Sprint Slashes 8,000 Jobs
Page 1 of 1
The new year is seeing Sprint dramatically step up its cost-cutting efforts, with the third-largest U.S. wireless carrier announcing today that it's cutting 8,000 jobs, or 14 percent of its workforce.
The labor reduction, which includes 850 employees who accepted a voluntary layoff package last year, will save $1.2 billion annually, the company said.
Sprint (NYSE: S) told InternetNews.com the layoffs will not impact its Clearwire WiMAX partnership or the impending launch of Palm's new Pre smartphone in the first half of this year. Sprint is the exclusive carrier for the closely watched handset, which is seen by many industry observers as key for Palm.
"We have not determined specific impact to business units, but we are committed to maintaining the high level of customer care that we have achieved in the last year," spokesperson James Fisher told InternetNews.com. "We are committed to ensuring that our networks continue to operate at their current best-ever metrics and want our customers to know that this will not impact the quality of service they are used to."
The news comes at a critical time for Sprint, given subscriber losses last year that pushed it further behind the nation's No. 1 carrier, Verizon Wireless, and second-place carrier AT&T. Fisher said Sprint currently has 51 million subscribers, which represents a loss of 3 million since November 2007, 1.3 million of which came during third quarter alone.
But Sprint's rivals continue adding users with increases in every quarter of the past year: As of November 2008, AT&T's total subscriber base was 74.9 million, while Verizon Wireless totals 84 million following its acquisition of Alltel -- a deal that pushed it into the top spot as the nation's largest carrier.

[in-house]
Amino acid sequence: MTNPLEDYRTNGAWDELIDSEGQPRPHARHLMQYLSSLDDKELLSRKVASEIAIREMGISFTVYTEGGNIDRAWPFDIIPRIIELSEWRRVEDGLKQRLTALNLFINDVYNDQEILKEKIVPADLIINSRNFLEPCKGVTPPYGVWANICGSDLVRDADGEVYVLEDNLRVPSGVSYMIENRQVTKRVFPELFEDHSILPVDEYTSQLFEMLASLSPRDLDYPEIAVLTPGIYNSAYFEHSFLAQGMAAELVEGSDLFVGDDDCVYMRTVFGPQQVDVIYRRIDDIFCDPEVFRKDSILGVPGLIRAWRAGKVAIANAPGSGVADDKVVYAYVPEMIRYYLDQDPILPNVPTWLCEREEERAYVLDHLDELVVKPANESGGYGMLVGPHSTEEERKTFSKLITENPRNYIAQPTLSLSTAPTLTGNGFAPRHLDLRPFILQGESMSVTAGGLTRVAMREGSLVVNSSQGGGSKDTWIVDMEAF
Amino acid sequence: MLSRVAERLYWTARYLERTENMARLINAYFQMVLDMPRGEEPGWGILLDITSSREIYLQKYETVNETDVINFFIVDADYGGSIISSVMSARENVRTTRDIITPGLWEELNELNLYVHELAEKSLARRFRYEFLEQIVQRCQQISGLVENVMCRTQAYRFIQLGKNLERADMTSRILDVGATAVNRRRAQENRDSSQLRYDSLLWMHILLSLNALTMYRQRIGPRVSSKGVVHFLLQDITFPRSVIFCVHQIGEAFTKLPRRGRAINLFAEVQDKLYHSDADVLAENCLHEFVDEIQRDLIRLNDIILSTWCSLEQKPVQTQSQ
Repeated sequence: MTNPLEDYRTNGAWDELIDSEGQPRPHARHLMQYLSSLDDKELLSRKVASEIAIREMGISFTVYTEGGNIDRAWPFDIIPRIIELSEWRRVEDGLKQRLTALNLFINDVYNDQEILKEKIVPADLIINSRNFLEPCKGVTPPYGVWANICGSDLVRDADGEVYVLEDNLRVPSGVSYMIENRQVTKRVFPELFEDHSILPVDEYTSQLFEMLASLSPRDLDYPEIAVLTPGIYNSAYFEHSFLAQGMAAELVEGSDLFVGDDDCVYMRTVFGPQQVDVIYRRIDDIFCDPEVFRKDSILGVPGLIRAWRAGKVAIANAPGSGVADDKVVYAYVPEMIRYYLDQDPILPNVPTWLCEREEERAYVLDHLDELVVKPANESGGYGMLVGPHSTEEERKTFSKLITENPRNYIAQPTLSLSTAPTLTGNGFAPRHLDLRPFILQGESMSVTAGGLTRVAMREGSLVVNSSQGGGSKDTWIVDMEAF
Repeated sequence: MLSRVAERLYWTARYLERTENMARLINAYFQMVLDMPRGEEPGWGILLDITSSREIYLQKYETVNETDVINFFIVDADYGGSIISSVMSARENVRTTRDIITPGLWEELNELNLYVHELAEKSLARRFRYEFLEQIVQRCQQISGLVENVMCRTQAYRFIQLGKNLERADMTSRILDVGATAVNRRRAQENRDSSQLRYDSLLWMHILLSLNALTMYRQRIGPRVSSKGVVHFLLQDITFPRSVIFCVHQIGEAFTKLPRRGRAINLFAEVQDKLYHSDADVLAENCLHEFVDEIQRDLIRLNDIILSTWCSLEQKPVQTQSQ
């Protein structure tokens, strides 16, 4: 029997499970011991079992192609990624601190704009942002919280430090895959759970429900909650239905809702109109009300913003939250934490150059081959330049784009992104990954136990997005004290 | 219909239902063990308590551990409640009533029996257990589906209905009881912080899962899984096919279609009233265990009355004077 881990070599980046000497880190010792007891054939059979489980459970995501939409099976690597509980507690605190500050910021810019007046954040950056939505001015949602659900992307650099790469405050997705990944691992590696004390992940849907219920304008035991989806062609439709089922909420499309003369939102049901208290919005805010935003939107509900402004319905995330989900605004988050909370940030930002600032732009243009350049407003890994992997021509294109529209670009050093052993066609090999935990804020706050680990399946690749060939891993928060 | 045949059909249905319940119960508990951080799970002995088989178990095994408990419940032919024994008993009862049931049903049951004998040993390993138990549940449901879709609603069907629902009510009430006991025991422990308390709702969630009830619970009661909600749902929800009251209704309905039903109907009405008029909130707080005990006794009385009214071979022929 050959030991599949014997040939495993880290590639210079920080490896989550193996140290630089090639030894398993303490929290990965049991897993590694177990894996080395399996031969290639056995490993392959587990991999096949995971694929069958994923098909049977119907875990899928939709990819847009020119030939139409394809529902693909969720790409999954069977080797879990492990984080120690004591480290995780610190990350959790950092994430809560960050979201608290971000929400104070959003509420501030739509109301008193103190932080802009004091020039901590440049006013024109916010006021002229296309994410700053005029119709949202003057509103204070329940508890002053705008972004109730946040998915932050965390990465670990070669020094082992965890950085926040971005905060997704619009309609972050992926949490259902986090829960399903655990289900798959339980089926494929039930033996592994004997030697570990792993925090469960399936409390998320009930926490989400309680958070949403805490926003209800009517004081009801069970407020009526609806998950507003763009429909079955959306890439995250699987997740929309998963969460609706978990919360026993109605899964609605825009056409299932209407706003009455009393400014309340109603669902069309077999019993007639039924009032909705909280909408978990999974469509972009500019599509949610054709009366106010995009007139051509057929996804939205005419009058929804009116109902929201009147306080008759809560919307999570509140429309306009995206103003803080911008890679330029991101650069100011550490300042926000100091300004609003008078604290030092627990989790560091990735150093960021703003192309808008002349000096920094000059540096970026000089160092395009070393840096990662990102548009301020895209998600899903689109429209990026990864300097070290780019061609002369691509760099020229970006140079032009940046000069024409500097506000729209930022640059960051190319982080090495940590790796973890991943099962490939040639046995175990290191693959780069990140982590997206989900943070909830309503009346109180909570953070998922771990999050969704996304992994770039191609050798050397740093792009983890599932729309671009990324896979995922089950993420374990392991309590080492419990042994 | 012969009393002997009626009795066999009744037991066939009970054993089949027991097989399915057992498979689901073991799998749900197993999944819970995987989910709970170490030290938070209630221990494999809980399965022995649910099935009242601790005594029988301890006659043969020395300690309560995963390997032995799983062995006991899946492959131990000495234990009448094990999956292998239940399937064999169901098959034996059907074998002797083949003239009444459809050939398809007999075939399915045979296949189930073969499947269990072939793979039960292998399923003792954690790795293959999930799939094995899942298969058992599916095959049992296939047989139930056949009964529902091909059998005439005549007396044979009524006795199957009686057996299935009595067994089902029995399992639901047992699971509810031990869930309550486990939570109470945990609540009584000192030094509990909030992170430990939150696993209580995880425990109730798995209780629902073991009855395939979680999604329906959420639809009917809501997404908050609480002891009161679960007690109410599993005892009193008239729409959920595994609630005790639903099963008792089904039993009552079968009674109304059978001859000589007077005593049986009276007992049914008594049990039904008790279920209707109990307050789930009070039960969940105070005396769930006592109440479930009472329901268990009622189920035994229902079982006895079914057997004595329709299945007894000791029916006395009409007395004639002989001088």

"We have had customer losses, but we also believe we must reduce our overall costs to ensure that we remain financially sound in the current challenging economic environment," Fisher said.
The company's move to cut expenses also has prompted it to suspend matching funds for employee 401(k) retirement plans, extend last year's freeze on pay increases through 2009 and cancel a tuition reimbursement program for the year, according to a company statement.
Sprint said its layoffs, which would be completed by end of March, will not impact customer support and that staffing cuts will be fewer within other customer-facing groups.
Though Fisher stated the cost cuts won't impact Sprint's ongoing WiMAX partnership with Clearwire, it may not bode well given that Clearwire's ambitious network plan may have financial worries of its own.
The $14.5 billion effort, of which Sprint owns 51 percent, debuted its first network in Baltimore last year, with the second leg launching in Portland, Oregon earlier this month.
However, Clearwire executives warned last year the effort needs an additional $2 billion to $3 billion for completion.
[cob:Special_Report]The company's 4G technology promises to blanket entire cities with Web access for laptops, mobile phones and other wireless devices, which could see speeds of up to five times faster than traditional wireless networks. Other investors in Clearwire include Comcast, Google, Time Warner, Bright House and Intel.
AT&T and Verizon Wireless, meanwhile, are placing their bets on the competing Long-Term Evolution (LTE) standard, which also promises faster and cheaper Internet services.
Sprint also said today that it would report its fourth-quarter results on Feb. 19, eight days earlier than initially stated. Fisher said internal accounting requirements were completed sooner than expected and the reason for the date change.